language. Association witnesses testified to a conscious exchange and discussion specific to
in dispute, and sufficient to secure the Association's urged construction of the language. The
of the Employer-called witnesses testimony was to downplay the scope and extent of
discussion. Common to the Employer witnesses was the claim that there were no examples
as to how the language was to be administered.
I believe there was sufficient bargaining table discussion to put the Employer fairly
that the language brought with it its prior administrative practice. Moldenhauer testified that
of the quid pro quo exchange for the
Machinists' language was an actual reduction in the level of
holiday pay. According to Moldenhauer, there was an Employer acknowledgement that the
Machinists' language, applied across the board, would be expensive. No Employer witness
contradicted or excepted to Moldenhauer's testimony. If anything, the Gruber memo denying
Association's grievance, lends support to the Association claim that there was a healthy give
at the bargaining table.
The language in question became an effective part of a successor agreement on June
Between June 2 and July 21, 1998, the language was administered as it had been previously.
context of this administration was that the parties were in the midst of negotiations for yet
contract. If the Employer believed that there was no practice under the prior agreement, or
whatever practice existed had been terminated by the change in bargaining units, change in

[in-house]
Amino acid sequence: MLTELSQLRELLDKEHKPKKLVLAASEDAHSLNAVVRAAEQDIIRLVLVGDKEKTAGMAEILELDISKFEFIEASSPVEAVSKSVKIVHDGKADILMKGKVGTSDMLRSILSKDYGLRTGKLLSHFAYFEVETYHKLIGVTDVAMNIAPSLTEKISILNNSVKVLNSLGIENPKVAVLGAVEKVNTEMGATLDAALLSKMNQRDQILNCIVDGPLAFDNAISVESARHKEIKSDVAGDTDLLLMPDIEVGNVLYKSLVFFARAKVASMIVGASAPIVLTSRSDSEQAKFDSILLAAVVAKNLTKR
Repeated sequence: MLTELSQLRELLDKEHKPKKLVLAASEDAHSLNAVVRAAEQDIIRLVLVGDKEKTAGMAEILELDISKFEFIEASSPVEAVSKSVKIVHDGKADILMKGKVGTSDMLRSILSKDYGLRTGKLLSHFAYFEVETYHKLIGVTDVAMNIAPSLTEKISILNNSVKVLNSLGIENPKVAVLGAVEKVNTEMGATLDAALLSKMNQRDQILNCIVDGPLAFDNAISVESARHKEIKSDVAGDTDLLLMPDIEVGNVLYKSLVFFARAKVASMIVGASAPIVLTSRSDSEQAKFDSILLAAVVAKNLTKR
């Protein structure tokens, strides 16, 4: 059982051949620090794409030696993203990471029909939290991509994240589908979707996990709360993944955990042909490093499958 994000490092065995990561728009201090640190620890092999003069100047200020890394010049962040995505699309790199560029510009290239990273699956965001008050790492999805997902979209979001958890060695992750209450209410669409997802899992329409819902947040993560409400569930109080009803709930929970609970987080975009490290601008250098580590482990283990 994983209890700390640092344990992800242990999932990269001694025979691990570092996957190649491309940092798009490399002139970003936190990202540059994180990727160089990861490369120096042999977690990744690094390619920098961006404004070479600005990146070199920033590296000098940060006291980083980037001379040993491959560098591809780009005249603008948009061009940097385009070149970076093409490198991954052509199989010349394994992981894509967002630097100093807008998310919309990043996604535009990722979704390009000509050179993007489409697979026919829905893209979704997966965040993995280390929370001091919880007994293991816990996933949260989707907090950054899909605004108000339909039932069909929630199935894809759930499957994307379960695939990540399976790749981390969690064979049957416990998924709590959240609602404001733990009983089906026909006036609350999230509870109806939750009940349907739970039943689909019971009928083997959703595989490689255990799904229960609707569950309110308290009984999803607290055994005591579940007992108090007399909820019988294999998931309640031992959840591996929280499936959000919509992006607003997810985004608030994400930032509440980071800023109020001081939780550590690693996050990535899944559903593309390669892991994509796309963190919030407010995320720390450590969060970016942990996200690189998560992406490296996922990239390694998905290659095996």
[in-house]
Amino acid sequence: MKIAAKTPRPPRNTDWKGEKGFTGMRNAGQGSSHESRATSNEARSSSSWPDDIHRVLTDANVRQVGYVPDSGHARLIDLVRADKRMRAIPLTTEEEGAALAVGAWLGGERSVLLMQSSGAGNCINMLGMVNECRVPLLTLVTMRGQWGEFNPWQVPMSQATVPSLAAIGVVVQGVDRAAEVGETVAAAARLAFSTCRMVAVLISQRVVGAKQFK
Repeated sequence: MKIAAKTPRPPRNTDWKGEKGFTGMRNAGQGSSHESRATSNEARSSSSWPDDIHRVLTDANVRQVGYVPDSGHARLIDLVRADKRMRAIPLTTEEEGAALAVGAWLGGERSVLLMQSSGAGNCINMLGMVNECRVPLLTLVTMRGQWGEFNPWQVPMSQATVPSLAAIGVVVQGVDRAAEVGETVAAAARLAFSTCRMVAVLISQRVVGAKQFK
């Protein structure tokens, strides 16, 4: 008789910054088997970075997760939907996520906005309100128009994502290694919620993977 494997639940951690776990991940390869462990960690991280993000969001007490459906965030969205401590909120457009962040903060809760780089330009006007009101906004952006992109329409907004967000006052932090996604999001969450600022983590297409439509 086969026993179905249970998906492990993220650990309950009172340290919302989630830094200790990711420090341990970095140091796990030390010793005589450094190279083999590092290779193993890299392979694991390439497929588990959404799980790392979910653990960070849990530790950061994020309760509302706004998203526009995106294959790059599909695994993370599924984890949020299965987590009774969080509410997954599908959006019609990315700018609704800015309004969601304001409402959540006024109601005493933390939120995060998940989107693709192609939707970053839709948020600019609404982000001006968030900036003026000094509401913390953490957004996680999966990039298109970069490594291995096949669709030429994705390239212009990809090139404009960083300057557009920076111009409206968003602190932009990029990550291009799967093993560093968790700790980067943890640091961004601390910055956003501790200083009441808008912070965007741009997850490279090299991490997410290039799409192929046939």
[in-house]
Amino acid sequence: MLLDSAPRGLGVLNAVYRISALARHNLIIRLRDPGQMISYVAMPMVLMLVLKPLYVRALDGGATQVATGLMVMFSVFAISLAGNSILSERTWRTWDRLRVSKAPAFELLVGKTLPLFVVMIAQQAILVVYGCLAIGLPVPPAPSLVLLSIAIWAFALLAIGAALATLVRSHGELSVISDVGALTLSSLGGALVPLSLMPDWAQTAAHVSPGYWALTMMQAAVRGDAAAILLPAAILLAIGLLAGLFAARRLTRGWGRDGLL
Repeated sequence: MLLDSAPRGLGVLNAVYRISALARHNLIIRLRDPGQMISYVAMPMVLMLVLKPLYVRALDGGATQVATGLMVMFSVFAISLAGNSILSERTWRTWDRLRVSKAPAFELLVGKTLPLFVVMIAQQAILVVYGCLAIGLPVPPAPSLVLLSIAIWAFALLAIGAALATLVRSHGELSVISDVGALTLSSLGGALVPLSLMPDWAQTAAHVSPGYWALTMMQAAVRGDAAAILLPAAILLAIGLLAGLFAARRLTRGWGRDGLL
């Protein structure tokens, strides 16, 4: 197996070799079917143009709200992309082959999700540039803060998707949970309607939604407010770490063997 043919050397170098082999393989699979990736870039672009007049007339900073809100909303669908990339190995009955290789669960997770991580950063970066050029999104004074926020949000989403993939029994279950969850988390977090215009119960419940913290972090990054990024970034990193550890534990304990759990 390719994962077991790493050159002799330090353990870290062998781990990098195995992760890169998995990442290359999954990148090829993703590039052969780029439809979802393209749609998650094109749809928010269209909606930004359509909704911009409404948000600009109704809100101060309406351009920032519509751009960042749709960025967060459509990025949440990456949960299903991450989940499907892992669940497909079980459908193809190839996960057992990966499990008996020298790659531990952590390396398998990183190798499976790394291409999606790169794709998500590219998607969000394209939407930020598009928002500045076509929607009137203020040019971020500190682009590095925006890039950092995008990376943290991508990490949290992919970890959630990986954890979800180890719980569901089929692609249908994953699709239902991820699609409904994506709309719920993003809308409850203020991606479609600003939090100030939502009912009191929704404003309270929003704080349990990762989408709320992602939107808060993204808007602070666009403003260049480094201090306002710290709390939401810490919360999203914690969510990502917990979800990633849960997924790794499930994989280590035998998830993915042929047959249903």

of the Union, or in the negotiations, its behavior in continuing to implement the practice
post-ratification and during the period of negotiation of a successor agreement sent a
Mulry's memo was issued on July 21, 1998. Its issuance fell between the June 2
of the 1996-1997 agreement and the August 6 execution of the 1998-1999 collective
bargaining agreement. The record is unclear as to the number of bargaining sessions
during the summer of 1998, and whether they fell before and/or after July 21. Nothing in
suggests that Mulry's memo was brought to the Association during the pendency of
presented to the Association for reaction.
By July 21, 1998, the parties had transported the Machinists' language into their new
collective bargaining agreement. There was a quid pro
quo exchange for its benefits. The provision
had continued to be administered as in the past. The administration constitutes an
a written provision of the agreement. There is no indication the Mulry memo was the
negotiations between the parties. Under these circumstances, the County is not free to
terminate the interpretative practice, and alter the construction of the collective bargaining
The grievance is sustained.
The County is directed to reimburse employes for the wages, and any other
as a result of the change in administration of Section 15.08(E).
Pursuant to the agreement of the parties' the undersigned will retain jurisdiction of
for purposes of resolving any dispute as to remedy.
Dated at Madison, Wisconsin this 27th day of September, 1999.
William C. Houlihan, Arbitrator